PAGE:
Media and Religion in American History

Article excerpt

Media and Religion in American History. Wm. David Sloan, ed. Northport, IL: Vision Press, 2000. 293 pp. $24.95 pbk.

This book offers eighteen chapters on media's religion coverage, religious media, religions' public relations, and reporters and publishers' religious motivations from the seventeenth century until the 1970s. Editor Sloan, University of Alabama journalism professor and prolific author/editor, has gathered contributions from many of this area's most respected scholars. The book's chronological order highlights its effort to cover, in one way or another, the entire period. The book, which claims only to offer "contours of the general history" of religion and media, omits only two periods:1783 to 1815, and about 1840 to about 1860.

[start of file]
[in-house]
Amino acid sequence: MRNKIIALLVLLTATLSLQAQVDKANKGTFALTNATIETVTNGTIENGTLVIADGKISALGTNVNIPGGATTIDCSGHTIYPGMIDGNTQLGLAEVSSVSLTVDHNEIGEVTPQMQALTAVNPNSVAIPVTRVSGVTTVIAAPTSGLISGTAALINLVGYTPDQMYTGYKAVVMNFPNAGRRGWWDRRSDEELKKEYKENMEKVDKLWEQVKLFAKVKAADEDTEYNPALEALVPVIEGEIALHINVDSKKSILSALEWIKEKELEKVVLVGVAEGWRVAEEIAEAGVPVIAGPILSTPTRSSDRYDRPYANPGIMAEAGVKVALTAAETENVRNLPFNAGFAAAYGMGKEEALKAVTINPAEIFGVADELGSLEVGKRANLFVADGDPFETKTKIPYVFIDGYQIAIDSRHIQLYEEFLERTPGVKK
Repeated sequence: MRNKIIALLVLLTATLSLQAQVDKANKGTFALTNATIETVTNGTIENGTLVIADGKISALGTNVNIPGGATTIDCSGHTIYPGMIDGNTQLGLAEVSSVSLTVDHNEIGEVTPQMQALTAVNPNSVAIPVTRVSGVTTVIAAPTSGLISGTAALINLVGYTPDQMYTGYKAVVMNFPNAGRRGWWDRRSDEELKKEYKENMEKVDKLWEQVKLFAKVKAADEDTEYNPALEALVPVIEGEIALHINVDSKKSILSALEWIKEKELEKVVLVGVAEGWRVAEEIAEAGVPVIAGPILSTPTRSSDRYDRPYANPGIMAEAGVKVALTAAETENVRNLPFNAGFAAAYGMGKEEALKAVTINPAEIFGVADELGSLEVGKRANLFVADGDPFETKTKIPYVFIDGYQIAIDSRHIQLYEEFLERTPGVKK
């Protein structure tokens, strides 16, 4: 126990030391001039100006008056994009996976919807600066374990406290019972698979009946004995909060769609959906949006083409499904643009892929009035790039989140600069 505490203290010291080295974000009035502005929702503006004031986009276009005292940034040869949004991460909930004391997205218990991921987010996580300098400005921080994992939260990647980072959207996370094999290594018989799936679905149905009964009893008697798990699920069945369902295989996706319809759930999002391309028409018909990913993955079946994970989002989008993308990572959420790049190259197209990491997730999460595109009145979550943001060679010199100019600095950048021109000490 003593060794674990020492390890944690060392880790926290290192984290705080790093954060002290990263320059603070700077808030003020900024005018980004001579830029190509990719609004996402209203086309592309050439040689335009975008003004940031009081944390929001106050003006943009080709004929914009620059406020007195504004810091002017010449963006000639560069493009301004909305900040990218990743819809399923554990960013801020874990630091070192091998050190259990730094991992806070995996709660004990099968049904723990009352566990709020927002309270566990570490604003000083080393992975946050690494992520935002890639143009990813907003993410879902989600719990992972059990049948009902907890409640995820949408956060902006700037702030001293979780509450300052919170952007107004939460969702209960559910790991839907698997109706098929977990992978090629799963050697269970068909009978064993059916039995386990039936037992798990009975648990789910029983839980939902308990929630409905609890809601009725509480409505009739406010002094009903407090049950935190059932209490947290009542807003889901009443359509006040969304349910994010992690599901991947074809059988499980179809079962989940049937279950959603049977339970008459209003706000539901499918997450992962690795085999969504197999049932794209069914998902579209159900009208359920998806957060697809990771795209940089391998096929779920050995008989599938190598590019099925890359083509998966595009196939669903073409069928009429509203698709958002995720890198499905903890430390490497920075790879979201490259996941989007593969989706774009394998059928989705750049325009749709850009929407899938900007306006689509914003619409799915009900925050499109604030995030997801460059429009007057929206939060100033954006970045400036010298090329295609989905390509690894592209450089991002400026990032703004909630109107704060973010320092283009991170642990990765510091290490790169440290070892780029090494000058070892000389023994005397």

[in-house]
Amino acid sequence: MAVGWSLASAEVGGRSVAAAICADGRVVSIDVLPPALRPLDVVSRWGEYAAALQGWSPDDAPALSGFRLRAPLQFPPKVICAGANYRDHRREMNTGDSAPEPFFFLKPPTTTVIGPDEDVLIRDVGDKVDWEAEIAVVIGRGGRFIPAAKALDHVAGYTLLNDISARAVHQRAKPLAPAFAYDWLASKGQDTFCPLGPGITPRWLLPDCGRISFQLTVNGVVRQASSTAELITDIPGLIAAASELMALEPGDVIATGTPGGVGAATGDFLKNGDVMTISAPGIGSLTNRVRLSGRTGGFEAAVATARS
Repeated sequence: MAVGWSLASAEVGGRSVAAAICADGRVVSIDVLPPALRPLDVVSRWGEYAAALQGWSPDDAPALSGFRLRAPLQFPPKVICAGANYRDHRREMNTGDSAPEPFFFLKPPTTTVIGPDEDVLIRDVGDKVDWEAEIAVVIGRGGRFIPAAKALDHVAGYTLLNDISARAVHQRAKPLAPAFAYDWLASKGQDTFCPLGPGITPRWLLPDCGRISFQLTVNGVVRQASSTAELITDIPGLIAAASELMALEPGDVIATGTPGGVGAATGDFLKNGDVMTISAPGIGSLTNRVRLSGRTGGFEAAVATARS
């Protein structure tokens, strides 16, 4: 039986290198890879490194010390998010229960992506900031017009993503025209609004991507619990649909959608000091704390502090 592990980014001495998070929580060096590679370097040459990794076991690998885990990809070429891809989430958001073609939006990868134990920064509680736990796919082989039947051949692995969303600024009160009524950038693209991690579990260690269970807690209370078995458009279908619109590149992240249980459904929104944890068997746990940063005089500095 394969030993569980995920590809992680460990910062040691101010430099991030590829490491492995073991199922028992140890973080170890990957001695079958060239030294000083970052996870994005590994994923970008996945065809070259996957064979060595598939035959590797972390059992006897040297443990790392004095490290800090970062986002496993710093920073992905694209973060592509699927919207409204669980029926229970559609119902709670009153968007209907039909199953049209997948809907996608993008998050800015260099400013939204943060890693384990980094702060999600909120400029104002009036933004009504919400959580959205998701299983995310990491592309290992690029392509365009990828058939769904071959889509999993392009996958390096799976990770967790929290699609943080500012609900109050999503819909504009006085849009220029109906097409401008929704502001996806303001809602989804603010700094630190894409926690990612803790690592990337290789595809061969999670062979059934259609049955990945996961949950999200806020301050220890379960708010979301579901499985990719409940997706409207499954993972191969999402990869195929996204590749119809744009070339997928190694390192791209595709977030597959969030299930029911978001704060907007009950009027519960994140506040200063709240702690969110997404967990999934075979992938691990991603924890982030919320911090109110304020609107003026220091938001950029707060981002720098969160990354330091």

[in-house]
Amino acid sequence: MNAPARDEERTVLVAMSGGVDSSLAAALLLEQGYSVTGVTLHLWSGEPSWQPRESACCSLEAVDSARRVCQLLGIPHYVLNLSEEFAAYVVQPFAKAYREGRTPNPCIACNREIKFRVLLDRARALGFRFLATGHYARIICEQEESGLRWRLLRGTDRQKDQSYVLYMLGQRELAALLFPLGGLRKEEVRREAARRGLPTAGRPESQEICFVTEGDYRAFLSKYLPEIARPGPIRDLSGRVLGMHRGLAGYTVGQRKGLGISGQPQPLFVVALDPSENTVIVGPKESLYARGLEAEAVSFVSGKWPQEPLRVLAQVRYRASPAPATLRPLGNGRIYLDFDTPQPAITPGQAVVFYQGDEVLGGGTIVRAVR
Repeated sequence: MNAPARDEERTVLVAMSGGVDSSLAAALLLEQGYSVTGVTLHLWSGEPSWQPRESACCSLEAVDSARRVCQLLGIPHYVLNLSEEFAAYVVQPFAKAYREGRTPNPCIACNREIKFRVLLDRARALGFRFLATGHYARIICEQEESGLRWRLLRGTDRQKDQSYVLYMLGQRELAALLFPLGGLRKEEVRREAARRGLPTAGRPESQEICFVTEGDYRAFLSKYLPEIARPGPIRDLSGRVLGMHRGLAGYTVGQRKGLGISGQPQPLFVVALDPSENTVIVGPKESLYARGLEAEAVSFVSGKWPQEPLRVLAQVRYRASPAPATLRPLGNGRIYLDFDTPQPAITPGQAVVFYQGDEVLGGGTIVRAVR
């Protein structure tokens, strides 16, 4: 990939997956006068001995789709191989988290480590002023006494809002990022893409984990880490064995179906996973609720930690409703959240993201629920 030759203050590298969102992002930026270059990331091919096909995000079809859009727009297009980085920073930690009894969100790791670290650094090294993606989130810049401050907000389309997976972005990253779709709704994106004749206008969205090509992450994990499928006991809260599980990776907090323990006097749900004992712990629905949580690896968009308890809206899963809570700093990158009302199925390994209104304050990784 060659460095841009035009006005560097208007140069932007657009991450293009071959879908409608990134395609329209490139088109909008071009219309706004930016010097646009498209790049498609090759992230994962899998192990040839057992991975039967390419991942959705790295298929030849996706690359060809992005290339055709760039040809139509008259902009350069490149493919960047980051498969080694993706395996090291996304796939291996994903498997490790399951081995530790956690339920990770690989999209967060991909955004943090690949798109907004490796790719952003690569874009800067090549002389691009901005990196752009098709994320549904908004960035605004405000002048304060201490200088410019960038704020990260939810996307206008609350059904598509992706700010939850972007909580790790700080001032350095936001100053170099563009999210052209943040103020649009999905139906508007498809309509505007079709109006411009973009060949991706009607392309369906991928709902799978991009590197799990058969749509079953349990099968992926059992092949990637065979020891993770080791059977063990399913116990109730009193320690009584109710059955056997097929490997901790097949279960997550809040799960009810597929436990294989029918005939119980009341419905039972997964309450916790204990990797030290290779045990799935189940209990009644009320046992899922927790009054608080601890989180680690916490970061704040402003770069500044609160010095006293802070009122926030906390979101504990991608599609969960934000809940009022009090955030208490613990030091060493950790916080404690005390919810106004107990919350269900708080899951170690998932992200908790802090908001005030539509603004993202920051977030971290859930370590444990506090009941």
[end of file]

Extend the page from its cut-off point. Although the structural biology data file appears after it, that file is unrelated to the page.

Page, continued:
What is more important is what is here. The last few years have seen many scholarly and popular books about religion and media (four chapters here are journal article reprints), but this book still is unique. Through its mixture of narrow historical episodes (three of which are Julie Hedgepeth Williams' story of the Christian Science Monitor's founding, Judith Buddenbuam s chapter on Sigma Delta Chi's founding, and an analysis of the National Courier's birth and death by John D. Keeler, J. Douglas Tarpley, and Michael R. Smith) and broader panoramas, Sloan's book provides well-documented detail plus overall themes and issues. But while some contributors are critical of individual religious leaders, editors or organizations, the book overall could be said to be "pro-religion"; for instance, no chapters condemn mainstream media for giving a "free ride" to certain religious leaders or organizations, nor do any chapters chastise religious leaders who have successfully pressured or stonewalled mainstream media on major religion-related stories. …


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